It is thought that most children without ASD have a full understanding of theory of mind by around the age of four. Children with ASD develop a limited understanding or no understanding at all of theory of mind. This may be one of the root causes of their problems with social interaction.

Neurological factors

Much research into neurological factors that may be associated with ASD has focused on part of the brain that matches your emotions to the situation you’re in (the amygdala). 

The amygdala chooses emotional responses from the part of the brain that regulates your emotion (the limbic system) and relays them to the part of your brain that processes sensory information (cerebral cortex).

Brain imaging studies carried out in people with ASD suggest that the connections between the cerebral cortex, the amygdala and the limbic system have become scrambled.

As a result, people with ASD may suddenly experience an extreme emotional response when seeing a trivial object or event. This may be a reason why people with ASD are fond of routines: they have found a set pattern of behaviour that does not provoke an extreme emotional response. It may also explain why they often become very upset if that routine is suddenly broken.

This confusion of emotional responses may also explain why children with ASD are interested in topics that most children would find boring, such as train timetables.

Another area of research into ASD has focused on special types of brain cells called mirror neurones, which were first discovered in the 1990s.

Mirror neurones are thought to enable us to copy other people’s actions. At the most basic level, mirror neurones may give a baby the ability to return their mother’s smile.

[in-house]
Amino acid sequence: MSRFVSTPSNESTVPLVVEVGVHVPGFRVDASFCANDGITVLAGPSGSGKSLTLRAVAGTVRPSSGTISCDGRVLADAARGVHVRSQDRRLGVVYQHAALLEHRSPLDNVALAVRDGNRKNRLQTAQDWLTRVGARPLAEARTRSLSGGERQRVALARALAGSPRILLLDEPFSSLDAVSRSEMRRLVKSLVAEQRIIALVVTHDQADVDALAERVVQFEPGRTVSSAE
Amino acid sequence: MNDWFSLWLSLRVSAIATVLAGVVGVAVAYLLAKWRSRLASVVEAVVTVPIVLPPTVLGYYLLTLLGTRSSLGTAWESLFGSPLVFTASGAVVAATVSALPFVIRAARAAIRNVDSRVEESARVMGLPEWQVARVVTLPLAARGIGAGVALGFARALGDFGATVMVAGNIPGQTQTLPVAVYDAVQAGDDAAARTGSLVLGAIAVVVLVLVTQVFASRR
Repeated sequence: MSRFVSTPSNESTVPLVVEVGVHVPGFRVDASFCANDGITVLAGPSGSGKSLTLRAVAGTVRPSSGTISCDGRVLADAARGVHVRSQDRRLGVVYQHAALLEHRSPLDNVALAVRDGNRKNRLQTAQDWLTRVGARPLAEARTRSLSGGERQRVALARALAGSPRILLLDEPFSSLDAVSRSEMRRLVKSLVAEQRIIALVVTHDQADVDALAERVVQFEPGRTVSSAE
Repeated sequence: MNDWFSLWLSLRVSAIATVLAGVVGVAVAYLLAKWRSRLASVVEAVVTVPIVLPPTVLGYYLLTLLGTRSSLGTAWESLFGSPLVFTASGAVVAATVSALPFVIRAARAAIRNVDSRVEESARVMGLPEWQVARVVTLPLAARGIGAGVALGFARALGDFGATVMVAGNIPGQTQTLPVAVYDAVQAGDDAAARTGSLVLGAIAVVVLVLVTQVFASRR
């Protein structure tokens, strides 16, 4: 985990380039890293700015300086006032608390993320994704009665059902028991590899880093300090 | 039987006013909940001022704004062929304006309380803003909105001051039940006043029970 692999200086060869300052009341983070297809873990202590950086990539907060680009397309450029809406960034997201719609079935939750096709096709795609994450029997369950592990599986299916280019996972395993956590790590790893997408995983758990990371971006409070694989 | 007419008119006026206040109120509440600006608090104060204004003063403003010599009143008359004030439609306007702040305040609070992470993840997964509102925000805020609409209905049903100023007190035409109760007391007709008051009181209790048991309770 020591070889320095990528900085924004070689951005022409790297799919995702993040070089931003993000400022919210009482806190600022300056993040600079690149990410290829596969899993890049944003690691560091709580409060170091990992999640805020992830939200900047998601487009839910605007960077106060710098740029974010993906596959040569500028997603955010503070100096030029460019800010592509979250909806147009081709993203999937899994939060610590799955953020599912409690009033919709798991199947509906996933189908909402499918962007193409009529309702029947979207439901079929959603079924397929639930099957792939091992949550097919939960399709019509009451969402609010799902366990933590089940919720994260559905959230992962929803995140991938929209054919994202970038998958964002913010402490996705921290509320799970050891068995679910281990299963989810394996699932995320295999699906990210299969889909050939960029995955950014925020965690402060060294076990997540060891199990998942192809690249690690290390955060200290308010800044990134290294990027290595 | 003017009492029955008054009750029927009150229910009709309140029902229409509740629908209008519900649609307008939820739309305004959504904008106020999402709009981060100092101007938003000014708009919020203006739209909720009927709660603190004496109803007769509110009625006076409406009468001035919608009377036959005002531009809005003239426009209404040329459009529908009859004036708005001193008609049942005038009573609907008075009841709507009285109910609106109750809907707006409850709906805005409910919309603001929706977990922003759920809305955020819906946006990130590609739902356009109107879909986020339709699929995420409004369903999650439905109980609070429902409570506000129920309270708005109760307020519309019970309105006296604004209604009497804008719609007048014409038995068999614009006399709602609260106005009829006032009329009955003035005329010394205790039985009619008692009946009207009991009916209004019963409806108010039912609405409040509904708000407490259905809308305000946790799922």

As a person becomes older, the mirror neurones create more complex pathways in the brain that may be involved in many of the higher brain functions, such as:

  • language
  • the ability to learn from others
  • the ability to recognise and understand other people’s emotional states (theory of mind)

Brain imaging studies have found that mirror neurones do not respond in the usual way in people with ASD.

Mirror neurone dysfunction may be responsible for the difficulties children with ASD have with language, social interaction and some types of learning.

Secondary ASD

Some conditions that are known to cause symptoms of ASD are listed below:

  • Fragile X syndrome – an uncommon genetic condition that is more common in boys. It is estimated that one in every 3,600 boys and one in every 6,000 girls are born with the condition. Children with fragile X syndrome usually develop certain facial and bodily characteristics, such as a long face, large ears and flexible joints.
  • Tuberous sclerosis – a rare genetic condition that causes multiple non-cancerous tumours to grow throughout the body, including the brain. It is estimated that one in every 6,000 children is born with tuberous sclerosis.
  • Rett syndrome – a rare genetic condition that almost always affects girls. It causes symptoms of ASD, and difficulties with physical movement and development. It is estimated that one in every 20,000 girls is born with Rett syndrome.